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Kay upright bass
Q: I have a Kay upright bass. From time to time the plywood edges start separating and they need to be re-glued. Is a Titebond Liquid Hide Glue a good choice or would Elmer’s wood glue be better?
A: I have always used medium viscosity superglue. It is clear and looks like finish when it dries. If there is bare wood, as well as separations, you can stain it with a felt pen before you put the glue on. For a dark brown Bass I start with a light tan pen. The wood soaks up the ink and gets much darker. If you started with a dark brown pen it would be way too dark.

    I have a special prejudice against Titebond Hide glue. Hide glue is the finest glue available for most projects. Titebond Hide has very little in common with real Hide glue. And, the Titebond needs to be fresh to work at all and because of its very limited appeal, I have never seen a bottle that wasn't past its expiration date. Elmer's wood glue would work, and it would be easier to clean up any slops.  The joints will swell, but then shrink down again as the glue dries. The ink trick still works but you are covering it with a semi-opaque soft plastic.  If there are gaps and unevennesses to fill, superglue will fill them. Elmer's will just shrink down into them. Most of the volume of Elmer's is water which goes away as it dries. It would take many applications to do any filling.

    Please note that I said medium viscosity, like a Stew-Mac #20. Hardware stores stock only the watery kind, which would all disappear into the wood, and the thick kind which might work but tends to glob. Have a rag and superglue solvent ready in case of drips. A steady hand is much more effective than clean up. Test the flow rate on a tongue depressor before you risk your bass. Kicker can make the super glue dry almost instantly, but air drying, while slower will give you a smoother surface. If you have a big gap to fill, carve and fit a piece of tongue depressor into the hole. For a very small hole, spray it lightly with kicker first. This will make the glue dry from the bottom up. If you fill the hole with a puddle of glue and then shoot kicker, the surface will harden, sealing liquid glue underneath. If your final surface is bumpy or spikey, smooth it down with knives, files, sand papers and a little steel wool. Avoid letting your smoothing tools touch the original finish.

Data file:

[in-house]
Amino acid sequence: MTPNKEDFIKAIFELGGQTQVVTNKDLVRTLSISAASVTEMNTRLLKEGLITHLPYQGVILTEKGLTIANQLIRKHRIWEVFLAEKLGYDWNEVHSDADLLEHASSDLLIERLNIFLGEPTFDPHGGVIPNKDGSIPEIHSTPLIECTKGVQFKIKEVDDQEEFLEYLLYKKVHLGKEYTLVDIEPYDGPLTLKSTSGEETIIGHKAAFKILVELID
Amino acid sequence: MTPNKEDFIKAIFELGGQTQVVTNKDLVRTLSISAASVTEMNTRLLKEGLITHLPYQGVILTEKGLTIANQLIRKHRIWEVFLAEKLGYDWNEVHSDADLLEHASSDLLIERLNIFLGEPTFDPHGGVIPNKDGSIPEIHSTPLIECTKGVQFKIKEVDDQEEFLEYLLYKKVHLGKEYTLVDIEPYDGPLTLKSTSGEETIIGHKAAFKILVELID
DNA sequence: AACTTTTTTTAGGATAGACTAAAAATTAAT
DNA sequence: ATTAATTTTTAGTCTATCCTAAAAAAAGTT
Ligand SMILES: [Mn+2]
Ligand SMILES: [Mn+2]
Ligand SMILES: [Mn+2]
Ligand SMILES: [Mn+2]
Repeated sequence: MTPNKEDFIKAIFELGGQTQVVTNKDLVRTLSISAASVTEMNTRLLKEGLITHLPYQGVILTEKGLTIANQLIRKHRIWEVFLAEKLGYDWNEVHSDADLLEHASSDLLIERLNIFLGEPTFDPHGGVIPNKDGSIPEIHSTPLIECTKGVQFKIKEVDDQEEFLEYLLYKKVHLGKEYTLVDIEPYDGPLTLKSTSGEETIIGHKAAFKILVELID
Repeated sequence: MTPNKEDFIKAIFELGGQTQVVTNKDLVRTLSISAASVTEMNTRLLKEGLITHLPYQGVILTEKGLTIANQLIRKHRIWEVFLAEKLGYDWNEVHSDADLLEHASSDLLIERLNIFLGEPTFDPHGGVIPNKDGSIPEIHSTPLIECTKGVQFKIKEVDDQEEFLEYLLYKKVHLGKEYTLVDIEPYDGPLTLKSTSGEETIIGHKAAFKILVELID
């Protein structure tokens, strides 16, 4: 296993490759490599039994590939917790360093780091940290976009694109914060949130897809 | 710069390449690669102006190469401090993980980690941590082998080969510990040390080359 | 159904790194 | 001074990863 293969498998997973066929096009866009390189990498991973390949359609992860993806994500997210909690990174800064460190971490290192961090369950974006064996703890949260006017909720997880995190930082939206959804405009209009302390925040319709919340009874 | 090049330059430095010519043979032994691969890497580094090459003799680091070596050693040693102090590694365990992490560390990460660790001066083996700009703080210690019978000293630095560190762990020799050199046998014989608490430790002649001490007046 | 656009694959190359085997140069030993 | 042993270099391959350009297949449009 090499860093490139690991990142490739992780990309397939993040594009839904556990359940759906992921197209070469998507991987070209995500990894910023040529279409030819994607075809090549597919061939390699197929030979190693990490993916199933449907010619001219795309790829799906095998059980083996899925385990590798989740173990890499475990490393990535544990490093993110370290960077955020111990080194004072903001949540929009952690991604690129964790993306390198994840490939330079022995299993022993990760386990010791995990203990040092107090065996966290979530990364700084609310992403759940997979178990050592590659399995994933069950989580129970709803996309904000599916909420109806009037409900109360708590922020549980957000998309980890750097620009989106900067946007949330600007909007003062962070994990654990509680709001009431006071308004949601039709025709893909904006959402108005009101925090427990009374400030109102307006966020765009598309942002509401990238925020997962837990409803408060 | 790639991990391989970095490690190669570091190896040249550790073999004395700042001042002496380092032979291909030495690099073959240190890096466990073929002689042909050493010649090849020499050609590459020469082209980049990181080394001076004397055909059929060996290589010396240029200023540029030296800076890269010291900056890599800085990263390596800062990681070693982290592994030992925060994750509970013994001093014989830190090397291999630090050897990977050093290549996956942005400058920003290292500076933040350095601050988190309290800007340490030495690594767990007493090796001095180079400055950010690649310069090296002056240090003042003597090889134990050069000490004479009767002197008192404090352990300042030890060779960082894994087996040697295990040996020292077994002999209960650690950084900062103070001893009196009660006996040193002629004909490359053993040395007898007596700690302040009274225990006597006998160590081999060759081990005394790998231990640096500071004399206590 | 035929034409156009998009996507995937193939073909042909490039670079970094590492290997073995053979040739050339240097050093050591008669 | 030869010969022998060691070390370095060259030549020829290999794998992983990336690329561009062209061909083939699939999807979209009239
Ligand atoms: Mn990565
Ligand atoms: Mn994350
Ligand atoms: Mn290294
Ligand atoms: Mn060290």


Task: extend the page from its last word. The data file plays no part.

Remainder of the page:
Steve Mason

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